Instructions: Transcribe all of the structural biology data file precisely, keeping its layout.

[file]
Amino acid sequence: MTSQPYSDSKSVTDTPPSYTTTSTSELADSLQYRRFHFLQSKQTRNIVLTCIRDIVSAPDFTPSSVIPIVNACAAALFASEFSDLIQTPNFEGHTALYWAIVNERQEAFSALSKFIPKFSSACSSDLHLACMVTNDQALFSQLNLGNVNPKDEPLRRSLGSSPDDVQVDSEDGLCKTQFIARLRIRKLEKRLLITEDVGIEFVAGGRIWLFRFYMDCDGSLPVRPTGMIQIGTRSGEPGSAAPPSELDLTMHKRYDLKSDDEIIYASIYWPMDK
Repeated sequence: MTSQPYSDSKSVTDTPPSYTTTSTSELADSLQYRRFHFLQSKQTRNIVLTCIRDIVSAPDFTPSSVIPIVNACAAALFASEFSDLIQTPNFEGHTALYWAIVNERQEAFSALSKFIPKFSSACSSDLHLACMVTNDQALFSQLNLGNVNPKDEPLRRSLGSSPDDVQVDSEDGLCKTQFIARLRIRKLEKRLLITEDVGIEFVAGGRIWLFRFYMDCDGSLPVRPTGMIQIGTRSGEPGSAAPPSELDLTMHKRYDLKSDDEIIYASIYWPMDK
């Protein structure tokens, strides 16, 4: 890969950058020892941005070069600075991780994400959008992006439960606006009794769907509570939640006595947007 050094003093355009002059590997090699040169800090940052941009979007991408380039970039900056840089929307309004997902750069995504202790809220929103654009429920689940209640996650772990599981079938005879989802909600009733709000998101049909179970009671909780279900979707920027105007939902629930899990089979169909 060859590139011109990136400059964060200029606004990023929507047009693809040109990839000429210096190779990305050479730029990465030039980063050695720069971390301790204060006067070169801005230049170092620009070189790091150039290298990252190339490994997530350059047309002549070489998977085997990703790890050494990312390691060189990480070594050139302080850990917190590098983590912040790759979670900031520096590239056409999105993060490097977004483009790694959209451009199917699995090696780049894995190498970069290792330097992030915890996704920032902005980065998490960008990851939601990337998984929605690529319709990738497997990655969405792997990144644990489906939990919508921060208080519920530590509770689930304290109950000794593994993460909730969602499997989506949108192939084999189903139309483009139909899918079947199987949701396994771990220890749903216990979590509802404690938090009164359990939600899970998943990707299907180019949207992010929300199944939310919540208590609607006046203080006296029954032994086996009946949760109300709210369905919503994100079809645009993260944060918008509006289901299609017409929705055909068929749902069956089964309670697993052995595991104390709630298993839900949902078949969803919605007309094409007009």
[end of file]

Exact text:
Amino acid sequence: MTSQPYSDSKSVTDTPPSYTTTSTSELADSLQYRRFHFLQSKQTRNIVLTCIRDIVSAPDFTPSSVIPIVNACAAALFASEFSDLIQTPNFEGHTALYWAIVNERQEAFSALSKFIPKFSSACSSDLHLACMVTNDQALFSQLNLGNVNPKDEPLRRSLGSSPDDVQVDSEDGLCKTQFIARLRIRKLEKRLLITEDVGIEFVAGGRIWLFRFYMDCDGSLPVRPTGMIQIGTRSGEPGSAAPPSELDLTMHKRYDLKSDDEIIYASIYWPMDK
Repeated sequence: MTSQPYSDSKSVTDTPPSYTTTSTSELADSLQYRRFHFLQSKQTRNIVLTCIRDIVSAPDFTPSSVIPIVNACAAALFASEFSDLIQTPNFEGHTALYWAIVNERQEAFSALSKFIPKFSSACSSDLHLACMVTNDQALFSQLNLGNVNPKDEPLRRSLGSSPDDVQVDSEDGLCKTQFIARLRIRKLEKRLLITEDVGIEFVAGGRIWLFRFYMDCDGSLPVRPTGMIQIGTRSGEPGSAAPPSELDLTMHKRYDLKSDDEIIYASIYWPMDK
């Protein structure tokens, strides 16, 4: 890969950058020892941005070069600075991780994400959008992006439960606006009794769907509570939640006595947007 050094003093355009002059590997090699040169800090940052941009979007991408380039970039900056840089929307309004997902750069995504202790809220929103654009429920689940209640996650772990599981079938005879989802909600009733709000998101049909179970009671909780279900979707920027105007939902629930899990089979169909 060859590139011109990136400059964060200029606004990023929507047009693809040109990839000429210096190779990305050479730029990465030039980063050695720069971390301790204060006067070169801005230049170092620009070189790091150039290298990252190339490994997530350059047309002549070489998977085997990703790890050494990312390691060189990480070594050139302080850990917190590098983590912040790759979670900031520096590239056409999105993060490097977004483009790694959209451009199917699995090696780049894995190498970069290792330097992030915890996704920032902005980065998490960008990851939601990337998984929605690529319709990738497997990655969405792997990144644990489906939990919508921060208080519920530590509770689930304290109950000794593994993460909730969602499997989506949108192939084999189903139309483009139909899918079947199987949701396994771990220890749903216990979590509802404690938090009164359990939600899970998943990707299907180019949207992010929300199944939310919540208590609607006046203080006296029954032994086996009946949760109300709210369905919503994100079809645009993260944060918008509006289901299609017409929705055909068929749902069956089964309670697993052995595991104390709630298993839900949902078949969803919605007309094409007009």